When Is the Best Time to Travel to Japan? Japan Public Holiday Calendar 2020

In 2020, a number of significant events, including last year's enthronement of the new Emperor, the start of the Reiwa Era, and the Tokyo 2020 Olympic Games, have impacted the dates of public holidays in Japan. Whether you live in Japan or are planning a trip, there are quite a few changes to the 2020 calendar that it's best to know about! Read on for all the details about Japanese public holidays in 2020.

Check out our writers’ top Japan travel ideas!

This post may contain affiliate links. If you buy through them, we may earn a commission at no additional cost to you.

How Does the Enthronement of the New Emperor Affect Japan's Public Holidays?

On April 30th, 2019, Japanese Emperor Akihito formally abdicated and ceded the throne to Prince Naruhito. This important event had a great historical significance to the Japanese people, and also marked the end of the Heisei era and the beginning of a new period in the Japanese calendar, Reiwa, from May 1st, 2019.

Naturally, a new Emperor taking the throne is a significant event in and of itself, but it also has an impact on the public holiday schedule in Japan. The Emperor's birthday is a public holiday in Japan, so as a result of the above events, the date of this holiday has changed. During the previous Heisei era, this holiday was celebrated on the previous Emperor's birthday, December 23rd. In 2019 (Reiwa 1 in the Japanese calendar), there was no public holiday held for the previous Emperor's birthday. However, from 2020 (Reiwa 2), the national holiday will be moved to February 23rd to reflect the birthday of the current Emperor Naruhito.

The Olympic Games Will Bring Changes to the 2020 Holiday Calendar

With the Olympics taking place in Tokyo in 2020, the Government of Japan has decided to adjust some holidays this year so that everyone can join in celebrating this great event.

Marine Day is a public holiday in Japan that falls on the second Monday of July every year. This year, Marine Day will be on July 23rd (Thursday), the day before the opening ceremony of the Tokyo 2020 Olympic Games.

From 2020, Health and Sports Day, which is usually celebrated on the 2nd Monday of October, will be renamed. Originally, Health and Sports Day was written as "Taiiku no Hi"  (体育の日), using the Japanese word for athletics or physical education. From 2020, the name will change to use the English-derived word for sports, "Supo-tsu no Hi" (スポーツの日).

Furthermore, in 2020, Health and Sports Day will also be moved to July 24th to coincide with the opening ceremony of the Olympic Games. In other words, in July, Japan will have four consecutive holidays lasting from Thursday to Sunday in the lead-up to the opening of the Olympic Games.

Another summer public holiday, Mountain Day, typically falls on August 11th. However, in 2020, this day will be rescheduled to August 10th (Monday) to coincide with the Games' closing ceremony, so that everyone in Japan can celebrate their efforts in hosting the world's largest sporting event.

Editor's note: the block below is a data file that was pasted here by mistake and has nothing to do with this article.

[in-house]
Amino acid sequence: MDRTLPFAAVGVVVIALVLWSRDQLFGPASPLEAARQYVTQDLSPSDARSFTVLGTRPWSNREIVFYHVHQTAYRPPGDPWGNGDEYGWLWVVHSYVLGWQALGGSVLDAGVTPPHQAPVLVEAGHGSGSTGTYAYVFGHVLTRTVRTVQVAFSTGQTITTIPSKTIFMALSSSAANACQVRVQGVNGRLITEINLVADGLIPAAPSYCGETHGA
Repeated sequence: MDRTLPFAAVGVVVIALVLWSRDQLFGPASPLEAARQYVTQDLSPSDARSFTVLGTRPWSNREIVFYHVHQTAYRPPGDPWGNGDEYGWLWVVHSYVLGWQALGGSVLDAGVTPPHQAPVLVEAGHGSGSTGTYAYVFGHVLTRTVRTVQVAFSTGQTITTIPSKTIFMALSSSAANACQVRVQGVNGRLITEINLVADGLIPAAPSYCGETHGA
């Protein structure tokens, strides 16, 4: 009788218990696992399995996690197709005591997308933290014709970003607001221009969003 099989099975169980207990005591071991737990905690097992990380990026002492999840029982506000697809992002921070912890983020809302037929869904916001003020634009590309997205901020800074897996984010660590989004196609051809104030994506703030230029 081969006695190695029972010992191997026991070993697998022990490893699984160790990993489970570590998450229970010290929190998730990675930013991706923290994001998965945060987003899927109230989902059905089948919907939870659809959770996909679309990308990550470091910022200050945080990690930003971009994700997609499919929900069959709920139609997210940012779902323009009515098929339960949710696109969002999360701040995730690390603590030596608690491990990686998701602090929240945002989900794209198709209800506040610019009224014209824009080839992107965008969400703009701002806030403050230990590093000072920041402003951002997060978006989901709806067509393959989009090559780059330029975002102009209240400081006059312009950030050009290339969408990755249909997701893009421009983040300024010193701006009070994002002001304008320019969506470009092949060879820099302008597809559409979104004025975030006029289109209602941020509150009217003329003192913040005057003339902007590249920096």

** In response to the growing coronavirus crisis, the Japanese government announced in late March that the Olympic and Paralympic Games would be postponed to 2021. Please note that although the Games have been postponed, the public holiday changes for 2020 will remain.

You’ll need reservations while in Japan. See our writers’ top picks!

How Long Is Golden Week in 2020?

Golden Week is the popular nickname for a series of public holidays that fall in early May, as this is the period with the most consecutive holidays in the year.

In 2019, Japan had 10 consecutive public holidays during Golden Week due to the enthronement of the new Emperor. In 2020, Golden Week will only last for 5 days, from Saturday, May 2nd to Wednesday, May 6th.

If you want to take advantage of this period to go on a long trip, taking the Thursday and Friday at the end of April off might be a smart choice, as Showa Day will also fall on Wednesday, April 29th.

Check out our writers’ top Japan travel ideas!

Japanese Public Holiday Calendar 2020

The dates marked in orange are public holidays in Japan in 2020.



Even if you don't live and work in Japan, it's a good idea to keep an eye on when public holidays fall when planning a trip here. Public holidays can impact your shopping, dining, and public transport options, particularly outside the city center. During busy periods like Obon and Golden Week, too, you may find it harder to book your first choice of accommodation and transport, as this is a period when many Japanese people will also be traveling. We hope this breakdown of the Japanese public holidays in 2020 helps you plan ahead for a smooth trip to Japan!

If you want to give feedback on any of our articles, you have an idea that you'd really like to see come to life, or you just have a question on Japan, hit us up on our FacebookTwitter, or Instagram!

The information in this article is accurate at the time of publication.

tsunagu Japan Newsletter

Subscribe to our free newsletter and we'll show you the best Japan has to offer!

Subscribe Now!

About the author

Nguyen Loan
  • Check out our writers’ top Japan travel ideas!

Restaurant Search

Sign up to our free newsletter to discover the best Japan has to offer.